13. Son of Mine: "He never raised his voice. That was the worst thing - the fury of the Time Lord - and then we discovered why. Why this Doctor, who had fought with gods and demons, why he had run away from us and hidden. He was being kind." Doctor Who, "Family of Blood."

14. Sarah Jane Smith: "There are two types of people in the world. There's people who panic -- and then there's us. Got it?" The Sarah Jane Adventures, "Invasion of the Bane."

15. Eddie Izzard: "I have penis nonchalance, really." Live at Wembley.

16. Sam Winchester: "You're...afraid of flying?" Dean Winchester: "Why do you think I drive everywhere!" Supernatural, "Phantom Traveler."

17. Willy Wonka: "Everything in this room is edible. Even I'm edible. But that, children, is called cannibalism and is frowned upon in most societies." Charlie and the Chocolate Factory.

18. Dr. Frank N. Furter: "But isn't it nice!" The Rocky Horror Picture Show.

19. Willow Rosenberg: "The library. Y'know -- where the books live?" Buffy the Vampire Slayer, "Welcome to the Hellmouth."

20. Reverend H.W. Smith: "This is God's purpose, but not knowing the purpose is my portion of suffering." Doc Cochran: "If this is His will, He is a son of a bitch." Deadwood. Sometime around the end of the first season.

21. Carmen Ghia: "May I take your hats? And your swastikas?" The Producers.

22. Protagonist: "My name? Well, if you knew that, you'd be as smart as---" Layer Cake.

23. Nina Conti: "That's a sweet voice on a monkey but with breasts it's bloody sinister."

24. Arthur Burns: "You shot me, Charlie. What're you gonna do now?" The Proposition.

25. Norman: "What about me?!" The Dresser.

And I know I strayed a bit from my original self-issued mandate with 22, 24, and 25.

But...sue me, really. :)

They're all amazing movies. If you haven't seen them -- why the hell are you still sitting here reading this? You have watching to do!


tech note: blog redesign

Hanna has offered to help me revise my blogger template this weekend; there are some things about the current one which continue to frustrate me, and I feel like the Future Feminist Librarian-Activist could do with a fresh look. So bear with us as we play around with various features. We'll hopefully have it all up and running in no time, but tech glitches do happen!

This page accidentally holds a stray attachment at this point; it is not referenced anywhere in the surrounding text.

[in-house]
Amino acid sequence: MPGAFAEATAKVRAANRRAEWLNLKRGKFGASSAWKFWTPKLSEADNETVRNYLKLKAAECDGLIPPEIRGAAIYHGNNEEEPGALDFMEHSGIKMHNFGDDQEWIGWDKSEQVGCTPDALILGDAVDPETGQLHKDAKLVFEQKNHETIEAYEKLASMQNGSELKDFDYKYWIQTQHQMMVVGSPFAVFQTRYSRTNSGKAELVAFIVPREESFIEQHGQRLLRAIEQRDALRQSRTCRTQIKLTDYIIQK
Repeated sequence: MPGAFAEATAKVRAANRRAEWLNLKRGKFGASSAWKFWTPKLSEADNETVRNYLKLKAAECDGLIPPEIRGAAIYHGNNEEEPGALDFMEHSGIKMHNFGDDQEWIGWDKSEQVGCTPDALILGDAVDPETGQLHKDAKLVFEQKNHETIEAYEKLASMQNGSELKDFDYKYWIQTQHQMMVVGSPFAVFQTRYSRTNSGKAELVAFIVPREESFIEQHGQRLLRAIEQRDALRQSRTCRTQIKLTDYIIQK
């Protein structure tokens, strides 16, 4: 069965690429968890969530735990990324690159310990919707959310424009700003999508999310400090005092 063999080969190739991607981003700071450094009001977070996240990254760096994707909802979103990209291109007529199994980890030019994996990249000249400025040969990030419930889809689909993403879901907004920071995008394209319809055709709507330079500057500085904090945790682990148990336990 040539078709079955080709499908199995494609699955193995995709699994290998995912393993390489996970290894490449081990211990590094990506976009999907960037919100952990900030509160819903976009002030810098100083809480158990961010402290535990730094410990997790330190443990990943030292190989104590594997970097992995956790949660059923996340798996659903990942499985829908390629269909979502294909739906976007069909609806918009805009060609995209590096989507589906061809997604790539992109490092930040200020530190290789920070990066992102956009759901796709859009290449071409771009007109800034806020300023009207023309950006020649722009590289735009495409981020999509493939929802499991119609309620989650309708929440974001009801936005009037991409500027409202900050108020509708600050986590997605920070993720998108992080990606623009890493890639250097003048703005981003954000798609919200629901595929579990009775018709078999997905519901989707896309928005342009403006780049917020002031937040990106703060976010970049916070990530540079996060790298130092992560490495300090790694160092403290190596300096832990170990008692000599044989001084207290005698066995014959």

friday fun(dies): CPAC & Teaparty Conventions

On Tuesday night I had this dream in which I was debating politics with a conservative journalist who kept referring to President Obama as "the black president." I got really irritated with this, and kept trying to patiently explain to him that while it was acceptable to describe Obama as "the first black president" (although he actually identifies as biracial) it was not acceptable to refer to him as The Black President, as if that was his title. Because this implied that Obama is not the American president, but some shadow leader who doesn't serve the entire country.

In the dream I was totally articulate (you know how you are in dreams?), and yet this reporter would just not listen to me. So I picked up a fork from the table at which we were sitting and threw it so hard that I impaled it in the reporter's thigh.

Then, when he still refused to accept my argument, I did it again.

I'm not particularly proud of the fact that my most satisfying dreams are about making flawless rhetorical arguments and stabbing right-wingers with dinnerware. Hanna says if these are the kind of dreams I'm having, I might have to go sleep on the couch. But in my defense, walking home from class on Tuesday night, just before bed, I was listening to this Fresh Air story on the CPAC conference and the new face of American conservatism.

Transcript available at NPR.

Now there's a lot that I find upsetting in this report, not least of which the fact that the center of gravity in right-wing politics seems to have shifted to the libertarian right of George W. Bush. And they're talking crazy-talk.

But the dream fantasy about the dinner fork was, I think, inspired by this bit about Sarah Palin.

GROSS: So I should mention Sarah Palin. Where is she now on the conservative movement? Where does she fit? How much influence does she have? Or maybe influence isn't even the right word. How much faith do people have in her, like?

Mr. WEIGEL: Well, tea party activists and conservatives have a lot of faith in her for different reasons. Tea party activists respect her because they think she's one of them, and conservatives like the way she's attacked by the media.

They - Palin spent a lot of time, recently, attacking media figures who use what she calls the R-word to describe the developmentally disabled. You know, that's not a political quest that makes sense, but activists who are very oppositional and think that there's a big infrastructure out to get them, really respect her for that. So she's not as much a leader as somebody they identify with.
So let me be clear here. Using the word "retarded" to talk about developmentally disabled folks, or as a slang word for "stupid" ("that's retarded") is an issue. One that activists whose blogs I read have been raising for quite some time, and one I also believe Palin is within her rights to talk about.